It always concerns me when people say “the cross hasn’t dealt with future sins” because every sin I ever committed as a believer and unbeliever was AFTER the cross.  The truth is that every sin was dealt with on the cross because 1 Peter 3.18 tells us that Christ died for sins ONCE AND FOR ALL.  If Christ only died for sins once, then it is safe to say that they were all dealt with.

To call this hyper-grace is to fail to appreciate the beauty of the cross.  On the cross, Jesus became sin with our sin, so we could be made the righteousness of God (2 Cor. 5.21).  He took all your sin, all my sin, all the sin of the millions and billions of people on the earth into His own body and died in agony.  Then after rising on the third day, He arose a life giving spirit and now can freely pour His righteousness, life and peace into anyone who believes.  It’s that simple.  It’s a done deal.

Sin is not and will never be a barrier to our relationship with God again.  Any sin you have committed, that you are right now committing or will commit in the future – that was laid on Christ on the cross.  The cross reaches across all of time and space and drew all judgment for sin onto Jesus so there is now no more judgment for sin – no matter if you did it yesterday or today or tomorrow.  It is dealt with.  Jesus was the propitiation not just for our sins, but for the sins of the entire world (1 John 2.2)!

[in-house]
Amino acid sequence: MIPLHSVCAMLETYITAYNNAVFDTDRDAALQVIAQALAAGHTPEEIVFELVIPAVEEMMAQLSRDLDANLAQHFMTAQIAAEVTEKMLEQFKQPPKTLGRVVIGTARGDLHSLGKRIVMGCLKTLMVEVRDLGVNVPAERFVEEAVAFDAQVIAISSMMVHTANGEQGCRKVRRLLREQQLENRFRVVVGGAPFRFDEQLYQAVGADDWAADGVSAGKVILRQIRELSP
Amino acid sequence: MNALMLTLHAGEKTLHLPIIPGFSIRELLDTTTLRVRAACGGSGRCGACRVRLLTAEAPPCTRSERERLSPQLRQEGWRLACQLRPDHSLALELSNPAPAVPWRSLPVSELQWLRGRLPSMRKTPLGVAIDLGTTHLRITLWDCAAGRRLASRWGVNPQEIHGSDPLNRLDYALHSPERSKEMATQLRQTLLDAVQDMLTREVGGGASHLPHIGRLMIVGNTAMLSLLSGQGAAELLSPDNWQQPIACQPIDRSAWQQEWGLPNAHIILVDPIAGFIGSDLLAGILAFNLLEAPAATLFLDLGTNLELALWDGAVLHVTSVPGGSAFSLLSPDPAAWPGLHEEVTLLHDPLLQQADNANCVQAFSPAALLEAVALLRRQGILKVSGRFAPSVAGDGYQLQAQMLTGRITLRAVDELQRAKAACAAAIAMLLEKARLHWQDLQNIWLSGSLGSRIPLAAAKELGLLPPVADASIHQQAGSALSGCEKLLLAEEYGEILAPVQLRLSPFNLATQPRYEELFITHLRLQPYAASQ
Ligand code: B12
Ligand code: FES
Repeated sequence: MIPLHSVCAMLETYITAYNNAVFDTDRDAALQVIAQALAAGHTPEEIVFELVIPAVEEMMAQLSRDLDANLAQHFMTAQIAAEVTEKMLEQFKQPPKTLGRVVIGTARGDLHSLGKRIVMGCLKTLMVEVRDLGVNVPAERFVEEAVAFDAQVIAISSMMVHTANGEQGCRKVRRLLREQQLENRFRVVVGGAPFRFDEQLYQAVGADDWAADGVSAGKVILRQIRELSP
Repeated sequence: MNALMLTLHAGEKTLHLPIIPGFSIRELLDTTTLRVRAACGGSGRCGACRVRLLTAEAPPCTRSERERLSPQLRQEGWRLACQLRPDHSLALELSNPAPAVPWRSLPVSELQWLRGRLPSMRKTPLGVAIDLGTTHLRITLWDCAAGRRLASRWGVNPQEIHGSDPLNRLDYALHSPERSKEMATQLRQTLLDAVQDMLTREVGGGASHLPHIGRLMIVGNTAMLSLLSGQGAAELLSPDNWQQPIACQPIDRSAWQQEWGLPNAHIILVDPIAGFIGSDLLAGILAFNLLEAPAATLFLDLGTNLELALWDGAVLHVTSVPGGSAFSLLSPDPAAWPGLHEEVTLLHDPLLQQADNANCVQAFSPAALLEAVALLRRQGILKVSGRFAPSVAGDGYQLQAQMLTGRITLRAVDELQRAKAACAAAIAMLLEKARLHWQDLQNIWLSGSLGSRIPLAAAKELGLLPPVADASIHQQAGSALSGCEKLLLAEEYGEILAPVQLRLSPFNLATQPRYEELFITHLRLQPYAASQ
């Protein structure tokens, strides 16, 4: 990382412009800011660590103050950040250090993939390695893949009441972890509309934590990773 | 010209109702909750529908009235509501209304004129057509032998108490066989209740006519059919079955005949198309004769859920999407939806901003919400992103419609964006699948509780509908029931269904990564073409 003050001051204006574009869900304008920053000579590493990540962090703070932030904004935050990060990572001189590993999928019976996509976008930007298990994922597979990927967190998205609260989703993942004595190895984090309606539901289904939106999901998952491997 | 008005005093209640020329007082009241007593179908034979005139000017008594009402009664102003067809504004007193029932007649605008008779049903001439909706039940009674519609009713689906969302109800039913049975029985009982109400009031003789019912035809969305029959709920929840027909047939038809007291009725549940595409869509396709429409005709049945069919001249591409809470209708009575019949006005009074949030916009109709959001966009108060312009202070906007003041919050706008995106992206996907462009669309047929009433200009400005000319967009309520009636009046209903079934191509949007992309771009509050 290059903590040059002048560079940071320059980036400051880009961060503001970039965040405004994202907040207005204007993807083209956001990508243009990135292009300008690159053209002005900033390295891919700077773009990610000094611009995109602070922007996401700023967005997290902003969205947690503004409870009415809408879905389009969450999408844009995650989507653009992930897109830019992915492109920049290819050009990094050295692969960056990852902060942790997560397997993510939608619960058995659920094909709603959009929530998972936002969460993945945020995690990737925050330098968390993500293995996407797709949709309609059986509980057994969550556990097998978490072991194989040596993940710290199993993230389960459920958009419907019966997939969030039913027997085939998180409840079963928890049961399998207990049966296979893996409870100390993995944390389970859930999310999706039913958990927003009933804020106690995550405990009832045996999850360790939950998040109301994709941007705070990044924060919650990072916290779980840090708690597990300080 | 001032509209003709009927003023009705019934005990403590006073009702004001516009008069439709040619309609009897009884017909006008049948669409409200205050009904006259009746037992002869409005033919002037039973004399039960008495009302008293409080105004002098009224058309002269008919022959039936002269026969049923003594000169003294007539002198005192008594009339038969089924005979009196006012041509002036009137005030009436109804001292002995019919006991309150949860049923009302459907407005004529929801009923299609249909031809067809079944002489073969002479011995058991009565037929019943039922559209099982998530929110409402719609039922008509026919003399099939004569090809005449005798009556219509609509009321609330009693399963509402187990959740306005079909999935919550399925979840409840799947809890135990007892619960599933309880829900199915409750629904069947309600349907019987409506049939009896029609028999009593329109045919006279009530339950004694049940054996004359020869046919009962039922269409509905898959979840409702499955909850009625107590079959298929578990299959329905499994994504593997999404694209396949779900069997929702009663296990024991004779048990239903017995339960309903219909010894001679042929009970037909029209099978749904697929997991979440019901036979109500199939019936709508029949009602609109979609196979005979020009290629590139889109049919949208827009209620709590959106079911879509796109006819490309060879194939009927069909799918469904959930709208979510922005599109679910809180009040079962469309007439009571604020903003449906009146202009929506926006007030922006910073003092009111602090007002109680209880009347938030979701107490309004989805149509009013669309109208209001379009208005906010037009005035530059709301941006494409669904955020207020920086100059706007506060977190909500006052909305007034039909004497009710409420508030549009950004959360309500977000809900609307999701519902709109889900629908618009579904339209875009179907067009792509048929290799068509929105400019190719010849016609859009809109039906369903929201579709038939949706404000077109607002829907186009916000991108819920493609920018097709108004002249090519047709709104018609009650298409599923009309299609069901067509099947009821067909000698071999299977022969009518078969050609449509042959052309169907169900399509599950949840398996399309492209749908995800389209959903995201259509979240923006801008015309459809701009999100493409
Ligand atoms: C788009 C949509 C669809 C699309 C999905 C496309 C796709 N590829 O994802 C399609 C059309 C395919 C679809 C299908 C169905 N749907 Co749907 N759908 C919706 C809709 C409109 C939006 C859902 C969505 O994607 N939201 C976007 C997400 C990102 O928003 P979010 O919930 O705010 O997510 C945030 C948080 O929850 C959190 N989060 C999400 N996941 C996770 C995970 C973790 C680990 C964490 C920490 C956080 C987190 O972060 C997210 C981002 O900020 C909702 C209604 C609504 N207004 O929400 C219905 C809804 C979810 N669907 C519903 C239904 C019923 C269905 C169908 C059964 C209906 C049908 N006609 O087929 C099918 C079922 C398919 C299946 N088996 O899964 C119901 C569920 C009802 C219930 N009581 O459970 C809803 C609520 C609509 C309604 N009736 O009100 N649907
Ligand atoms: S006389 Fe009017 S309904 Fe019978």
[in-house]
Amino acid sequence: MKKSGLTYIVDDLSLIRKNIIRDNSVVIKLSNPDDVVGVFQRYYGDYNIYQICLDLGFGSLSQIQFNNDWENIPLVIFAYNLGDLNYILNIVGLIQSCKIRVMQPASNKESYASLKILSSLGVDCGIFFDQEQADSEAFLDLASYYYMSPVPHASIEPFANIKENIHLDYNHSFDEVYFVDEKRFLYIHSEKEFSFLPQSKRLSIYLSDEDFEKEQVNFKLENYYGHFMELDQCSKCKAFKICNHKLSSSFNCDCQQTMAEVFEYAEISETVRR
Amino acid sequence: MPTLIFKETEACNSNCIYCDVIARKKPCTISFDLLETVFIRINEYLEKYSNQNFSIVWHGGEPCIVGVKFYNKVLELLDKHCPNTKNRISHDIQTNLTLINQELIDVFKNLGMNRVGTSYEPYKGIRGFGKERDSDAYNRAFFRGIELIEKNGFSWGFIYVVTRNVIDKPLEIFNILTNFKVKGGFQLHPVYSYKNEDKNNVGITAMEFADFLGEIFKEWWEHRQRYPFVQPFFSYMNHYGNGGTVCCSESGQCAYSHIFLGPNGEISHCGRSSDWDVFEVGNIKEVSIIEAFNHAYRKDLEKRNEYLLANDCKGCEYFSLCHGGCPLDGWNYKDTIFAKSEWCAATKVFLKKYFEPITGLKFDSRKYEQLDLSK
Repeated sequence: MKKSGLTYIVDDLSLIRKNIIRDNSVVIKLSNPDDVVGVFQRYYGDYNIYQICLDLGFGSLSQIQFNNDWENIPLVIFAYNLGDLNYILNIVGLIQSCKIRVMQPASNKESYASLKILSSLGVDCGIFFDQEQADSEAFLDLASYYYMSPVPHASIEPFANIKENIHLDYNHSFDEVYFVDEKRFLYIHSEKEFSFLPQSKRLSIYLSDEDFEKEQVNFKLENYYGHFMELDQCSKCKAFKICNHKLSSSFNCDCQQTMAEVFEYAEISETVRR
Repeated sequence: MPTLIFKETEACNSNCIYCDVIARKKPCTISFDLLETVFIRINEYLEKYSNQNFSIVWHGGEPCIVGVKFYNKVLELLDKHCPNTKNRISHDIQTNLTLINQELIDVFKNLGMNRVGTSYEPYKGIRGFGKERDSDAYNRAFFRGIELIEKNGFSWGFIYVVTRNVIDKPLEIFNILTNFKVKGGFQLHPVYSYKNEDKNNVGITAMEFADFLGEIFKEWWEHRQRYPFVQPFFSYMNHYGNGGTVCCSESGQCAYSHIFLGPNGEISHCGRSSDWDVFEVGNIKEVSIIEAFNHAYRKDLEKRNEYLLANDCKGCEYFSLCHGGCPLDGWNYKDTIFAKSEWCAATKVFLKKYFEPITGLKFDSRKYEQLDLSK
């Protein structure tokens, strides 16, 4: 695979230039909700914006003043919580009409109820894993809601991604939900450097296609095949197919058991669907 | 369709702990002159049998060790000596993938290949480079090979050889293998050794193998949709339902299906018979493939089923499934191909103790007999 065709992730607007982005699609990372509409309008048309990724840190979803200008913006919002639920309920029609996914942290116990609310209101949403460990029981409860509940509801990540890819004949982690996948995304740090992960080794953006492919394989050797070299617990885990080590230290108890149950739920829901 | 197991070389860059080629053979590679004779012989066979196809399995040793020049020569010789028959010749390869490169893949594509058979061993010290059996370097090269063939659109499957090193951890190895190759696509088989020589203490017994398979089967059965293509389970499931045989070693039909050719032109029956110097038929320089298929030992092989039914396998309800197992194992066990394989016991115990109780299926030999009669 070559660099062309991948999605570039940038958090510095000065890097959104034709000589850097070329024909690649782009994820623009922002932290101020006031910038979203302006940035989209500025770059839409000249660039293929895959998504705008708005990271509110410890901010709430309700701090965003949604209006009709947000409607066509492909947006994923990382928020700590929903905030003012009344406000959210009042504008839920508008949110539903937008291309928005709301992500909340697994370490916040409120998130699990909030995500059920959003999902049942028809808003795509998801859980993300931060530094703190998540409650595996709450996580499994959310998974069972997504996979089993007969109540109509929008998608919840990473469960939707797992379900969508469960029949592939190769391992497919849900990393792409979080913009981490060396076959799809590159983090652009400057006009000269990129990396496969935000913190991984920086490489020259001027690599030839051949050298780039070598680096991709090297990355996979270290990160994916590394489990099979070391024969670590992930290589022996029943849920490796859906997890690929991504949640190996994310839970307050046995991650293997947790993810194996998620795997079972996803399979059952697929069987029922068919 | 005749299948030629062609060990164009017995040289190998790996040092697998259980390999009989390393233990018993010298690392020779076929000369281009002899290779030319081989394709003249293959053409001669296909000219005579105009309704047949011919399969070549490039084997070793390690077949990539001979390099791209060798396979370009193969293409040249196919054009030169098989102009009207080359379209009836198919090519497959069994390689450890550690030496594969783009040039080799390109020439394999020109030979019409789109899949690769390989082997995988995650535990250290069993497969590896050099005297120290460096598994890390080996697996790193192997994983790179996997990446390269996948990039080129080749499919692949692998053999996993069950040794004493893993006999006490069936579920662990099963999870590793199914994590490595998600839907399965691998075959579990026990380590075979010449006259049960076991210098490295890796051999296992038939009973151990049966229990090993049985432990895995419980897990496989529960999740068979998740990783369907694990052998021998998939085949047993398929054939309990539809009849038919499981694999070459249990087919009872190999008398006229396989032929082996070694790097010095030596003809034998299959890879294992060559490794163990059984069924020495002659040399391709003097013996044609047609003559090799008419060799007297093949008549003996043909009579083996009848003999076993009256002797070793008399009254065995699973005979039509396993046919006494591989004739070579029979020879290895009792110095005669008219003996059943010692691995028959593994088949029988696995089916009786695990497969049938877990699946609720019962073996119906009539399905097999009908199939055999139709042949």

If it is hyper-grace to believe that all sin has been dealt with on the cross, then guess what: I am hyper grace.  Hebrews 9.28 says that Christ cannot come and deal with sin again.  Why?  Because the original work was so perfect, so wonderful, so complete.  It once and for all dealt with all sin in all people at all times in all places.  It’s a done deal!  It’s complete!  It’s done!  This needs to be shouted from the rooftops and should not be muffled because someone misrepresents grace and says (without any Scriptural warrant) that Christ only died for SOME sins!  Ignore those who seek to minimize the cross, and preach what Paul preached: our hope, our life, our forgiveness, our healing, our power comes from Christ and Him crucified – and not our works!  Now you will have to make the same course correction that Paul made and remind people sin kills, but if you never have to clarify that, you have not preached the New Covenant gospel ever!

But only does the author fail to grasp the full magnitude and greatness of the work of the cross, they also fail to grasp what is necessary to benefit from the cross, saying: